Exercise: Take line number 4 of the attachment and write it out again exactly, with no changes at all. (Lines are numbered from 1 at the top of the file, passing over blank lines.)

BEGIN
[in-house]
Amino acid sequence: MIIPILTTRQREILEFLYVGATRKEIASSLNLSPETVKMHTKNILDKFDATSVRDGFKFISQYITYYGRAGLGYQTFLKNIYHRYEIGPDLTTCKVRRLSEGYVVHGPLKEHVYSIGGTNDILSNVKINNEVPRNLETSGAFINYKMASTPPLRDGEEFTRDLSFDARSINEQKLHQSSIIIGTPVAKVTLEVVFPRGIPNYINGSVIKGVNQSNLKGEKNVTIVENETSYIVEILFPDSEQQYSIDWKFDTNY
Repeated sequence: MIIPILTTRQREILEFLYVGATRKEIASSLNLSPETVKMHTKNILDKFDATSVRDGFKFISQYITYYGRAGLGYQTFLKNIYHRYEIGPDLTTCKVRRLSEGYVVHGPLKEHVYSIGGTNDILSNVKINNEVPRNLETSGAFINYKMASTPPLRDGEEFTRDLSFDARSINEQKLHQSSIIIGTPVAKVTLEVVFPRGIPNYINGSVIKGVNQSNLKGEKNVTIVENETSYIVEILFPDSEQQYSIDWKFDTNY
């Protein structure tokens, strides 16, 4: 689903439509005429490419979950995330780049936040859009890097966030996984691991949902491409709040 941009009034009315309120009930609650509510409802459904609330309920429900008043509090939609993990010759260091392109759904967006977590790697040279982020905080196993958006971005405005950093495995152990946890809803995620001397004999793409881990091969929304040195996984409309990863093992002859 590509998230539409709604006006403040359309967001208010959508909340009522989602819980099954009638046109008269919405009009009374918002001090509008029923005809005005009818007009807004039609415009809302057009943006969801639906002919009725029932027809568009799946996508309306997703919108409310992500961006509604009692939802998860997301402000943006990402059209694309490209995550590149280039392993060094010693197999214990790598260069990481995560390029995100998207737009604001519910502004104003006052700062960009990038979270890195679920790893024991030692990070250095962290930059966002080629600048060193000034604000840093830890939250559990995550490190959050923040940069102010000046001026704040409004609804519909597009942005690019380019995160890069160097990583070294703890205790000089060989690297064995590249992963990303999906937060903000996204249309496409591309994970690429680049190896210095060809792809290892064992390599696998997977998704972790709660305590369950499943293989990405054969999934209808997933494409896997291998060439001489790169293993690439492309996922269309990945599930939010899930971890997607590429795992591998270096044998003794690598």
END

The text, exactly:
């Protein structure tokens, strides 16, 4: 689903439509005429490419979950995330780049936040859009890097966030996984691991949902491409709040 941009009034009315309120009930609650509510409802459904609330309920429900008043509090939609993990010759260091392109759904967006977590790697040279982020905080196993958006971005405005950093495995152990946890809803995620001397004999793409881990091969929304040195996984409309990863093992002859 590509998230539409709604006006403040359309967001208010959508909340009522989602819980099954009638046109008269919405009009009374918002001090509008029923005809005005009818007009807004039609415009809302057009943006969801639906002919009725029932027809568009799946996508309306997703919108409310992500961006509604009692939802998860997301402000943006990402059209694309490209995550590149280039392993060094010693197999214990790598260069990481995560390029995100998207737009604001519910502004104003006052700062960009990038979270890195679920790893024991030692990070250095962290930059966002080629600048060193000034604000840093830890939250559990995550490190959050923040940069102010000046001026704040409004609804519909597009942005690019380019995160890069160097990583070294703890205790000089060989690297064995590249992963990303999906937060903000996204249309496409591309994970690429680049190896210095060809792809290892064992390599696998997977998704972790709660305590369950499943293989990405054969999934209808997933494409896997291998060439001489790169293993690439492309996922269309990945599930939010899930971890997607590429795992591998270096044998003794690598």